Survival Tips For Parents of Three-Year-Olds

When I first began learning about gentle parenting, I spent a lot of time on parenting boards soaking up the experience and perspective of veteran moms. I noticed right away that the so-called terrible twos were viewed with nonchalance. Three, on the other hand? Many mothers who posted were overwhelmed, questioning everything they had ever tried and ready to throw in the towel on gentle discipline. Those who had passed safely to four and beyond, if they hadn’t blocked out the traumatic memories, responded with heartfelt commiseration. It is a tough age.

Most of mine sailed through two fairly easily. Three was, ah, challenging. Right now, my precious little Klingon princess is three and a half. We are deep in the throes of all that it means to be three, magnified by her intense personality.

Meltdowns? We haz em. The triggers vary, although for a month one of the biggies was any crack, hole or other imperfection in her food; for example, the tiny holes in a slice of bread that are created by the air bubbles during baking. Trying to explain that this is normal and the way it is supposed to look accomplished nothing. She still wailed and refused to eat it. After a morning of assorted crying jags, it was all I could do to not wail along with her.

crying 3 year old

Three and a half year olds seem to be riding an emotional tidal wave of ups and downs. As frustrating as it is for parents, and as tempting as it is to ride that same wave, it has to be scary and overwhelming for the child. Have you ever had times when your emotions swept you away, you were crying or irritable and barely able to keep it in check? It is a horrible feeling, and being so small and having so little experience must increase that exponentially.

We need to be an emotional safe harbor for them. If he screams that he hates you, you must have enough love and self-control for both of you in that moment. Three year olds are masters at pushing buttons, but it can help to reframe it as alerting you to your own needs for healing and growth that might otherwise be overlooked.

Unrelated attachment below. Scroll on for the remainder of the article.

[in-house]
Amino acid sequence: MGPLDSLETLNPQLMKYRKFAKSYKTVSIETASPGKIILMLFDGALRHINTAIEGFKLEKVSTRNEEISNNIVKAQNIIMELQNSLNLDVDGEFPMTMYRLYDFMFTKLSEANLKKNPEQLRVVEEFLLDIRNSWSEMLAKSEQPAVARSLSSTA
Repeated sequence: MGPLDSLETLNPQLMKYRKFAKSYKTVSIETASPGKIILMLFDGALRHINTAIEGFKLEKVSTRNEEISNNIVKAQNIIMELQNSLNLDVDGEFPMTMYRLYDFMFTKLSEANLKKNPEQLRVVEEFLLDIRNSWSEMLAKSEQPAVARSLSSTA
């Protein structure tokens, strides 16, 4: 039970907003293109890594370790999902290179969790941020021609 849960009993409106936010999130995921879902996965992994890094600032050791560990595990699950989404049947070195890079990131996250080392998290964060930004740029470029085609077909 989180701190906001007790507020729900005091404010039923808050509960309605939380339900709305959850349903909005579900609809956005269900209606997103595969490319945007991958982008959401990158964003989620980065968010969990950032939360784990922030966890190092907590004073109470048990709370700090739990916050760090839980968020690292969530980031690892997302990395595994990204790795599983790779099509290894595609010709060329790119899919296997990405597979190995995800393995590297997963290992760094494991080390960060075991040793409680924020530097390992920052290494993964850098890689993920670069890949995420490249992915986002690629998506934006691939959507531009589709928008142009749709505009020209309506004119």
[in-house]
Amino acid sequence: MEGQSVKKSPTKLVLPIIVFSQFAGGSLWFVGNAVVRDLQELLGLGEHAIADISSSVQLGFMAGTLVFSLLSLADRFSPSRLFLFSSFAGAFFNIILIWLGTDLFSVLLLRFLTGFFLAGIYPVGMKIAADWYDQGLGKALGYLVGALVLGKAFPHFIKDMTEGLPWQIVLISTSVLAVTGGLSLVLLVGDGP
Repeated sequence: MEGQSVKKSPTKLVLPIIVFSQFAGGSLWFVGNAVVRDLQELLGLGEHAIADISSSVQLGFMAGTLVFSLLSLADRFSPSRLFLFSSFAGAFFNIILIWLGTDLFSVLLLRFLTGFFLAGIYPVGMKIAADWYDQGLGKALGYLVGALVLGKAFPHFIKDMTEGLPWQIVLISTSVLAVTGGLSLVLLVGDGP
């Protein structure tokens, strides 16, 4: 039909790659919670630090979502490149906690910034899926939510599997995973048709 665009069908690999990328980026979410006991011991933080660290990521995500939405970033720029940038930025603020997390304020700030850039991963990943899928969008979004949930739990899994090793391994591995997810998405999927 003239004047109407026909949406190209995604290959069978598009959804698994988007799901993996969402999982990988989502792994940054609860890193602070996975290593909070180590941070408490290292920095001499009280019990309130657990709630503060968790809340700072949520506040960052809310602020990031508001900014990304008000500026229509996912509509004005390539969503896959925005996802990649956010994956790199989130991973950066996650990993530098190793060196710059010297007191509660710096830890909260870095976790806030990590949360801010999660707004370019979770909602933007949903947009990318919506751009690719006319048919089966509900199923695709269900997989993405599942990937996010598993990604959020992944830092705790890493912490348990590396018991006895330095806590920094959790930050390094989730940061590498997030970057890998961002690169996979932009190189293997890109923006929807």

First, stop blaming yourself. It isn’t because of your parenting that your child is having a rough time. Whether you punish or not, whether you have been securely attached or not, three and a half is still three and a half. 

That said, there are some things that can make it easier:

  • Routine. I am soooo not a schedule person. For some of us, the whole idea of scheduling has taken on evil overtones because of the way some people want to force babies to conform to the clock. Rest assured, that is not what I am suggesting. Think of it as a predictable sequence of events. Three year olds often want to know what comes next. A picture calendar can be a great way of planning a day together.
  • Limiting choices. Again, this can seem counter-intuitive if you have just made the whole paradigm shift of allowing your children as much power as possible. I am not suggesting that you disregard their feelings at all. Just be mindful of how much they want right now. Have you ever had a day when you were tired or anxious and even little decisions like what to wear or what to eat were almost too much? Choice can be exhausting. So on a rough day, it might mean that instead of asking them to choose, you select something that you believe they will like. If they don’t like it, then you can allow them to suggest an alternative.